The Advisory refers to an incident at The Sand Trap in 2016 and warns folks not to go to the area. THERE IS NO SUCH AREA. As this picture shows, the bar where the incident took place has been out of commission since 2016 and only remnants of the structure exists.
By Ed Fields
Downtown Nassau Partnership
Every year we have a circular discussion about the Travel Advisory issued by the US. State Department. It usually comes out in January, but because of the shutdown, it was just released. It is time we get off this hamster wheel once and for all.
It is important to state that as far as victims of crime are concerned one crime is too many and we should continue to be sensitive to that and to bring the numbers as close to zero as is possible.
Let’s dissect the most disturbing part of the opening paragraph contained in the Advisory.
“Violent crime, such as burglaries, armed robberies and sexual assault, is common, even during the day and in tourist areas. Although the Family Islands are not crime-free, the vast majority of crime occurs on New Providence and Grand Bahama islands. US government personnel are not permitted to visit the Sand Trap area in Nassau due to crime.”
According to the crime statistics with respect to serious offences against US visitors, here are the numbers:
• In 2018, there was one burglary/robbery. There were four armed robberies, five sexual assaults, three in Nassau, one in Eleuthera and one in Grand Bahama. ZERO MURDERS.
• In 2017, there was one burglary/robbery. There were three armed robberies, two sexual assaults. ZERO MURDERS.
• In 2017 and 2018 we had approximately 6,000,000 visitors to these shores.
While it would be accurate to say these categories of crimes have an unacceptable degree of frequency as they relate to Bahamians, it would be entirely inaccurate to use the word common as it relates to visitors. In fact UNCOMMON as it relates to visitors would be extremely accurate and in fact, I would go so far as to say that with respect to violent crimes, our visitors are extremely safe and, if normal precautions are taken, petty crimes can be avoided.
In total, there were 43 offences against visitors in 2018 or .00000717 percent. Thirty or .000005 percent of those were against US citizens according to the statistics from the RBPF. Not quite what one would call common as it relates to visitors, but the way the Advisory is worded has the phones ringing off the hook and coverage ranging across 50 states.
It is not the obligation of the US State Department to provide this breakdown. Its job is to provide information to its citizens but in doing so, there must be some accountability for accuracy. For instance, an incident occurred at The Sand Trap in 2016. The advisory warns folks not to go to the area. THERE IS NO SUCH AREA. The bar where the incident took place has been out of commission since 2016 and only remnants of the structure exists. They can verify this by just looking over the wall of the US marine complex located next door. State Department - PLEASE DELETE THE REFERENCE TO THE SAND TRAP.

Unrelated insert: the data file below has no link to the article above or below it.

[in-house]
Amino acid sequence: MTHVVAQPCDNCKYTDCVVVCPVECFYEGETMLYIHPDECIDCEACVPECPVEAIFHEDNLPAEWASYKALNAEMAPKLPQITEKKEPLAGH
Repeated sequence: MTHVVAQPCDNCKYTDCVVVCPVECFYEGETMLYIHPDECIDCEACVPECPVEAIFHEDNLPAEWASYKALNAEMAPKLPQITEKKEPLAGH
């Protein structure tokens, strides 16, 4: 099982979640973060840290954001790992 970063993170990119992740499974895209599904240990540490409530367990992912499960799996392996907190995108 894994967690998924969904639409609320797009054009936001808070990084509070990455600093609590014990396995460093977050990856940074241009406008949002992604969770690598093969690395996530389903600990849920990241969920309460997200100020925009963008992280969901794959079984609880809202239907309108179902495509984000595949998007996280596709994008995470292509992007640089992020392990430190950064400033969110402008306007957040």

However, while it is not the responsibility of the State Department to provide context, it is the duty and obligation of our leadership and our media to do so.
What is not expected is for the Bahamian media to simply regurgitate the Advisory without providing the proper context. Why did the local reports not allude to The Sand Trap faux pas or to the fact the alert for the Fish Fry and Over-the-Hill areas was reduced from “avoid” to “exercise caution”? In other words, we IMPROVED. However, readers and TV viewers here and aboard saw no context.
Even more questionable is why so much press is given to the report in the first place? Most countries never publish this. Does the US publish our warning to our citizens in their media?
The US Embassy does not issue a press release on the Advisory. Our own media searches out this information but fails to take the time to analyse the content and offer appropriate background. Like The Bahamas, the Netherlands, France and Britain are also under a Level Two Advisory on the US State Department list. I do not see their newspapers splashing it across the front page. This reporting is picked up by the international media and makes it seem as if you visit The Bahamas you are destined to be a victim of crime. THAT IS NOT THE CASE, unless you consider .00000717 percent high risk.
So please, Mr and Mrs Reporter, when a travel advisory speaks to how the country’s murder rate is very high per capita, please make sure the Advisory’s targeted audience knows that over the past five years The Bahamas has had approximately 30 million visitors, and not one of them was murdered. They may be interested to know that sort of detail.
So many people could do such a better job to get the true message out – just like anywhere a bit of commonsense and you’ll be as safe as anywhere.